Umbrella Arts Festival celebrates Asian, South Asian, Pacific Islander culture and a return to community gatherings in Fountain Square. The Umbrella Arts Festival is a celebration designed to increase visibility and representation of the ASPA community.
Bookends & Beginnings goes beyond the page with author workshops. When Nina Barrett opened Bookends & Beginnings in 2014, she had hoped to offer programming to readers to raise the profile of Evanston’s writers, but she had to table the idea. But this year she launched Bookends University, offering in-person and virtual classes.
Shore Bird could rise higher at the Ecology Center. Shore Bird, a sculpture at the Evanston Ecology Center, is made of corten steel, a type of steel intended to develop a rusted appearance but that doesn’t actually rust, the surface remaining permanent.
Evanston groups launch project to collect and share Asian, South Asian, Pacific Islander history. The Evanston History Center is partnering with the Kitchen Table Stories Project to establish a local Asian, South Asian, Pacific Islander archive and to shine a brighter light on ASPA history in Evanston.
The week in photos: April 25-May 2. Beware! This photo of YMCA preschoolers may cause cuteness overload! Send your Evanston photos to email@example.com and we will share them with the community.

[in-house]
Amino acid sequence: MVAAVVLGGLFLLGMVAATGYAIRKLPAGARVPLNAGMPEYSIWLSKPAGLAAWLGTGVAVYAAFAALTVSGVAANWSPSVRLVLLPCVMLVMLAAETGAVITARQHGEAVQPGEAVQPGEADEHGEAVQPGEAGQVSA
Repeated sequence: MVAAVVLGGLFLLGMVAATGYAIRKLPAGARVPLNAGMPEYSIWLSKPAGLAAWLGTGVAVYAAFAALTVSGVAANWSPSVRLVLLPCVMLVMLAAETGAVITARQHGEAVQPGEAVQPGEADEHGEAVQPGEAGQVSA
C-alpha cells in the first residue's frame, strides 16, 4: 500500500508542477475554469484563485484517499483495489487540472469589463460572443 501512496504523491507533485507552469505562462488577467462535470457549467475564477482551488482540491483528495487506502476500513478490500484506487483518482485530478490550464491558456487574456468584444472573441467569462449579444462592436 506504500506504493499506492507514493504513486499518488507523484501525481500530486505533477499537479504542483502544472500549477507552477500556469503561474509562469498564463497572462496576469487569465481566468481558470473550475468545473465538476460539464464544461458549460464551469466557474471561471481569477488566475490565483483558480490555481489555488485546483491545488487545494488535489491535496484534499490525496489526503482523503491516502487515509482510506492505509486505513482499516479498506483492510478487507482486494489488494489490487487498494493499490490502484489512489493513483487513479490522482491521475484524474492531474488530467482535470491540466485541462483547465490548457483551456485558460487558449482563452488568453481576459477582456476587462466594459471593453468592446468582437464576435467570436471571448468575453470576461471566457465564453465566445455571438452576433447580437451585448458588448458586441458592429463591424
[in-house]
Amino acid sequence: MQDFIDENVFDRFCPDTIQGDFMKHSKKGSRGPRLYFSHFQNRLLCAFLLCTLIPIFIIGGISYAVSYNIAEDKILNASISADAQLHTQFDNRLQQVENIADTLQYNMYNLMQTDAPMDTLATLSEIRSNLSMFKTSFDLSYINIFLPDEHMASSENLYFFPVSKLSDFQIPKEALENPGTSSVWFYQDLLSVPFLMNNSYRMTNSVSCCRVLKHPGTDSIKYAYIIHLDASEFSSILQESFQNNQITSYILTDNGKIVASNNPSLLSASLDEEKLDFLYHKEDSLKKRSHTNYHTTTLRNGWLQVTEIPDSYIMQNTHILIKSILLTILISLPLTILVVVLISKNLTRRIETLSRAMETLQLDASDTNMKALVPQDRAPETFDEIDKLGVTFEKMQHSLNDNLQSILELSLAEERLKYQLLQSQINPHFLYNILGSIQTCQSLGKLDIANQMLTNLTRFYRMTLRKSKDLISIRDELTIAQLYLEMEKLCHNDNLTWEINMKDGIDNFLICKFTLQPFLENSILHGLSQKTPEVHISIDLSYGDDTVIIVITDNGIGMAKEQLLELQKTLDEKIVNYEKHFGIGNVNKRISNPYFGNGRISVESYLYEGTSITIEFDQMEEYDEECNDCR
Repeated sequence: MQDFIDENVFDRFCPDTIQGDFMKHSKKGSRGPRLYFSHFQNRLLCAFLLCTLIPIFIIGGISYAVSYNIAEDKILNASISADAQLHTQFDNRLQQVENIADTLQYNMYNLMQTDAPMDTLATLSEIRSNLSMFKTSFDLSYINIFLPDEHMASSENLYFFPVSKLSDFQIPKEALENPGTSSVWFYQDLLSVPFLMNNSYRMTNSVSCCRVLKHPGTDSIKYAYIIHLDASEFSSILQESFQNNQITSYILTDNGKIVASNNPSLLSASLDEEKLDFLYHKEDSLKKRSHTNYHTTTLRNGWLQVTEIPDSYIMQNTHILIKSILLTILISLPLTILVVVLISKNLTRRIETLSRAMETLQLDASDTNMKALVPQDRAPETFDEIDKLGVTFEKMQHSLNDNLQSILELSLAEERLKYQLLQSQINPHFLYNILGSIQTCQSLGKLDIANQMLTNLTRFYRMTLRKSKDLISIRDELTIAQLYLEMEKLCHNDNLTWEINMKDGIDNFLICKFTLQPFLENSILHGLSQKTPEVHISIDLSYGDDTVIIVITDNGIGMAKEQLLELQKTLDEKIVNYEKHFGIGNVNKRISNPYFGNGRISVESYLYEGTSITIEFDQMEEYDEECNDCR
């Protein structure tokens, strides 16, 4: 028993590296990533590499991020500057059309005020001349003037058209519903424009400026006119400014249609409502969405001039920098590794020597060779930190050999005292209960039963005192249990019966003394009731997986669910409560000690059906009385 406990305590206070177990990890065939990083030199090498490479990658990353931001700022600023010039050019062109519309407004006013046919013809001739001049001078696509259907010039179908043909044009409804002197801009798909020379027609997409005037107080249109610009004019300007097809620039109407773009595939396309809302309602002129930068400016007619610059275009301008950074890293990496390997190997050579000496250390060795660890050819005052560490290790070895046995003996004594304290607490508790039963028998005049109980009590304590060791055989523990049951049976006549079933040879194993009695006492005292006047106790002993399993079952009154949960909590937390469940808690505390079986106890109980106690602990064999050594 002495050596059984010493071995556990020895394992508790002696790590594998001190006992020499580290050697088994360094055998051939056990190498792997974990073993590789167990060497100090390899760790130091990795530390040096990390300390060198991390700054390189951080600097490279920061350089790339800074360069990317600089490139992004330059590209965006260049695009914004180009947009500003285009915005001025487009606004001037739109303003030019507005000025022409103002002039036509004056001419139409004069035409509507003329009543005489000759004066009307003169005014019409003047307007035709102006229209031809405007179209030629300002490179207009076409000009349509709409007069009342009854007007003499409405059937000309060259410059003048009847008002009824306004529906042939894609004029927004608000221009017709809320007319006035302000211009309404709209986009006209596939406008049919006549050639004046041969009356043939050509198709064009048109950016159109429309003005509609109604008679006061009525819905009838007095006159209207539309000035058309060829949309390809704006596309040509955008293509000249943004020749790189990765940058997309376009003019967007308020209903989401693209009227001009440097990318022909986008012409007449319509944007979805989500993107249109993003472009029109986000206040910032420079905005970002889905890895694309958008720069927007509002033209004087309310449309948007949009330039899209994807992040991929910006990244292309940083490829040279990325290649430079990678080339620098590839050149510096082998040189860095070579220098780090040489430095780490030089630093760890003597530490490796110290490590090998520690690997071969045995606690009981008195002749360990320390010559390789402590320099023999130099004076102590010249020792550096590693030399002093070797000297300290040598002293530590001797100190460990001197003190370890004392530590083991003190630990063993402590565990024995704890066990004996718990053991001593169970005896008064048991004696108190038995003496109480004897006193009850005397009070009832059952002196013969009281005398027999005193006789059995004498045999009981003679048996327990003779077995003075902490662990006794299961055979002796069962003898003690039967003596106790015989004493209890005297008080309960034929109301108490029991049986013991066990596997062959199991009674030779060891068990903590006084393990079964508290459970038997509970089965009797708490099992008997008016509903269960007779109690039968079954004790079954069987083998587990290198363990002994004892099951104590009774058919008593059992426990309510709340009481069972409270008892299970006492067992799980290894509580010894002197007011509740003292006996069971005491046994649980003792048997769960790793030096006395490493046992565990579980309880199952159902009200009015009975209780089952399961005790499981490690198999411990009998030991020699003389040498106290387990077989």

Ready. Set. Spring! on Central. Shoppers and diners from Evanston and nearby suburbs came to enjoy Central Street’s “Ready. Set. Spring!” event Saturday, April 30.
Rangoli workshop at EPL brightens rainy day. Bindu Reddy is passionate about Indian culture and heritage. Every Saturday, Reddy teaches a free class at Evanston Public Library to help American children of Indian descent learn Hindi. Recently she introduced her students to the art of rangoli.
Mudlark actors work their magic on Shakespeare’s ‘Tempest.’ Aspiration, commitment, creativity and fellowship, a lot of fellowship – those are the makings of a good youth theater. And the Mudlark Theater cast displayed all of those this past weekend when they debuted a version of William Shakespeare’s The Tempest, adapted by Mudlark’s Director Andrew Biliter.